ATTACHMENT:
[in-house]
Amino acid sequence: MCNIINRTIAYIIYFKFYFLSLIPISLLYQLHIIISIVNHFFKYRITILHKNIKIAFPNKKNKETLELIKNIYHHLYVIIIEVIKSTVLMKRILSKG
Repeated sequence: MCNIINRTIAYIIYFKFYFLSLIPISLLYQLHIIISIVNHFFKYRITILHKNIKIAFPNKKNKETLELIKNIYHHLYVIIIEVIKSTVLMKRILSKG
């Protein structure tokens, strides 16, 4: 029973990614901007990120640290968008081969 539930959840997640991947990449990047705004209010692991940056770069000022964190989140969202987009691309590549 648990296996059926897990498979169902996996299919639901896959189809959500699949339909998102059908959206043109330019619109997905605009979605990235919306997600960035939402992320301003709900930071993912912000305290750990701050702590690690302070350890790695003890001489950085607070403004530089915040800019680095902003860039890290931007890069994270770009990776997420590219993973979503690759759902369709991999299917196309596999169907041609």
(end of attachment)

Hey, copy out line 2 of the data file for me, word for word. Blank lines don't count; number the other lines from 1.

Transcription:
Amino acid sequence: MCNIINRTIAYIIYFKFYFLSLIPISLLYQLHIIISIVNHFFKYRITILHKNIKIAFPNKKNKETLELIKNIYHHLYVIIIEVIKSTVLMKRILSKG